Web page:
0 Replies Latest reply on Jun 5, 2018 5:52 AM by sidpalas

    console.log() shim

    sidpalas Level 2

      Hello again!

       

      A few days ago I shared a simple logging utility to help with creating and using log files (Simple Logging Utility ). I recently created a simple utility that fills another gap in my development process.

       

      Like many people coming to ExtendScript with previous some experience writing JavaScript I was annoyed by inability to use console.log() to print messages at runtime. I soon discovered $.writeln() within ExtendScript ToolKit, but most of the time I prefer to work outside of ESTK and only open it up for specific debugging needs.

       

      So, I wrote a simple library which uses the Socket object to send messages to a port on localhost which can then be listened to and printed in a Terminal using the netcat command (availalbe on OSX by default, and there exist implementations for Windows as well, but I haven't tested any).

       

      The code can be found at: https://github.com/sidpalas/extendscript-console

       

      An example of usage can be found in main.jsx, the contents of which have been included below:

       

      #target photoshop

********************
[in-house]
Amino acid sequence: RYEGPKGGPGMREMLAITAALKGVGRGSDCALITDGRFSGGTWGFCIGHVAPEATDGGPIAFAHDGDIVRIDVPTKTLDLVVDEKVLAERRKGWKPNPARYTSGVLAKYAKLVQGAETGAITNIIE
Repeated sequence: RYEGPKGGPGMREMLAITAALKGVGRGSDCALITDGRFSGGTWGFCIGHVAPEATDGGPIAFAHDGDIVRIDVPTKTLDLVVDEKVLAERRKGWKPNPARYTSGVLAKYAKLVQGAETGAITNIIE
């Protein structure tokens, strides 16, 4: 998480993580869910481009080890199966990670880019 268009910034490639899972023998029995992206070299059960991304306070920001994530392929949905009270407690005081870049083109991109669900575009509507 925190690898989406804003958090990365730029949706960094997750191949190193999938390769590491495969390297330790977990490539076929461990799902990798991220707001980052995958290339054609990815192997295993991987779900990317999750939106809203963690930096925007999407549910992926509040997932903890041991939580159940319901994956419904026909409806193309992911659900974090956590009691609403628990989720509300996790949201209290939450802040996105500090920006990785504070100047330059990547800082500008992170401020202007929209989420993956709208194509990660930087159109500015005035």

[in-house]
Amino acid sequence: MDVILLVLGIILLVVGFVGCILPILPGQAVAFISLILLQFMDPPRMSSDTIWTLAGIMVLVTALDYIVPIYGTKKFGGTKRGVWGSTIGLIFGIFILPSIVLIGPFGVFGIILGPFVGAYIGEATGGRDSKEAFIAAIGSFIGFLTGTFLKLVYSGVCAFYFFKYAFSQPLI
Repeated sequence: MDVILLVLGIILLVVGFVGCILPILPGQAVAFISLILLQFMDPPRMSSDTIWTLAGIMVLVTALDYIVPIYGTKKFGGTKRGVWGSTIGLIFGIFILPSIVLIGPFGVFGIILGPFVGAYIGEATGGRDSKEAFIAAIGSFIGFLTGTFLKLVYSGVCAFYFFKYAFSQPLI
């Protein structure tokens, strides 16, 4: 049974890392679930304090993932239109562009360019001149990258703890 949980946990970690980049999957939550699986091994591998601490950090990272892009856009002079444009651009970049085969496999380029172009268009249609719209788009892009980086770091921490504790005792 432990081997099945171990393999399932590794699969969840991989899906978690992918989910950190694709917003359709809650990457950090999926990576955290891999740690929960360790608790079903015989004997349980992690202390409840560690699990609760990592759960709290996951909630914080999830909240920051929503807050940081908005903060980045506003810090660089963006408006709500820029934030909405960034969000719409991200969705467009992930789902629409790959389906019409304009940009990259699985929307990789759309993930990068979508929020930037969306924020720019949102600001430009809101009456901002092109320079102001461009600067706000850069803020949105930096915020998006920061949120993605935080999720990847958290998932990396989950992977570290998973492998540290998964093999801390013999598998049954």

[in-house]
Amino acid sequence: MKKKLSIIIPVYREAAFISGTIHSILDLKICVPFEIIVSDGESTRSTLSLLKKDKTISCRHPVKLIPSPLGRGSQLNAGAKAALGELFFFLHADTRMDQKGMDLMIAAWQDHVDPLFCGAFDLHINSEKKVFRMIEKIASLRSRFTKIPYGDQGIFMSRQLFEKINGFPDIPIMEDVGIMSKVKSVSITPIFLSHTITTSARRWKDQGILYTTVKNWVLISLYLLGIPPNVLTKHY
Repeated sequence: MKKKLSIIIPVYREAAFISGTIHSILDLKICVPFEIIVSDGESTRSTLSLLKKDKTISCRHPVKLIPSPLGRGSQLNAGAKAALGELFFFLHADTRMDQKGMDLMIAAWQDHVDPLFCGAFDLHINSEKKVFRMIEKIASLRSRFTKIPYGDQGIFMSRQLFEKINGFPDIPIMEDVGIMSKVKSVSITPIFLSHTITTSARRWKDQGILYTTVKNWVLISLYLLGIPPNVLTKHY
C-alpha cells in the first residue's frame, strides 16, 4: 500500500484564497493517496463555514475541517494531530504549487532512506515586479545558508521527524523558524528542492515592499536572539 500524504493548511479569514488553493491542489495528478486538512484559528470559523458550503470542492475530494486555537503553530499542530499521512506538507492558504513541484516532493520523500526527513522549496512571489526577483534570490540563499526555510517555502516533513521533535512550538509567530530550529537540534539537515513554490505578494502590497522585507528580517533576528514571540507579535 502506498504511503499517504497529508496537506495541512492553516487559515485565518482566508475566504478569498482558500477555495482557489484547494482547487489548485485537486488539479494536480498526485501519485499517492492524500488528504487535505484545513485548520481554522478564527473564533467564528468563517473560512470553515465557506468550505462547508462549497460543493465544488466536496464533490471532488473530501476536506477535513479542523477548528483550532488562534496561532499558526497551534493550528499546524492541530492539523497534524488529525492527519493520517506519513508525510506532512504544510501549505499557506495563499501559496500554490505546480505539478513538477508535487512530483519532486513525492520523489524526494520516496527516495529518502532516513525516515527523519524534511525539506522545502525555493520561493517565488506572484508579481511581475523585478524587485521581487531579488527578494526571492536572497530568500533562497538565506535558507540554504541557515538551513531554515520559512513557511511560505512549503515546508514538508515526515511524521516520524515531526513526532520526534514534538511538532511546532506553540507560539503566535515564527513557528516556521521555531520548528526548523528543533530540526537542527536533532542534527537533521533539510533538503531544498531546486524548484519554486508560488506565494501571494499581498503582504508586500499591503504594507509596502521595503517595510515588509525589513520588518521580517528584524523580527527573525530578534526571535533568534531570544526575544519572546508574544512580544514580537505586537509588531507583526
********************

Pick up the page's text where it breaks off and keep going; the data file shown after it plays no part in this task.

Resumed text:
//@include "./console.jsxlib"
      
      var console = new ConsoleLog();
      
      for (i = 0; i < 50; i++) {
        console.log(i);
        $.sleep(10)
      }
      

       

      After instantiating the ConsoleLog() log object and storing it as the console variable, the log method can be used throughout your code. To view the log, open up a Terminal and run:

       

      $ nc -lvk 8000
      

       

      This will listen to localhost on port 8000 (the port specified in console.jsxlib) and print any incoming messages.

       

      If you look at the console.jsxlib code (pasted below), you will see that it checks whether ESTK is running and then:

       

      If ESTK is running:

           console.log() simply calls $.writeln() and the messages are written to the Javascript Console within ESTK.

      If ESTK is not running:

           console.log() opens a socket connection to a port on localhost and sends the messages there.

       

      This way, when you are using ESTK, it will print to the JavaScript Console there, but if not, it won't cause ESTK to launch.

       

      function ConsoleLog() {
          //To view log from OSX terminal, execute:
          //$ nc -lvk <port> (listens on localhost:<port>)
          this.socket = new Socket();
          this.estkIsRunning = BridgeTalk.isRunning ('estoolkit');
          this.hostPort = "127.0.0.1:8000";
          this.log = function(logMessage){
                  if (this.estkIsRunning){
                     $.writeln(logMessage);
                  }
                  else{
                      if (this.socket.open(this.hostPort)){
                        this.socket.write (logMessage + "\n");
                        this.socket.close();
                      }
                  }
               }
          }
      

       

      Hopefully others find this useful too!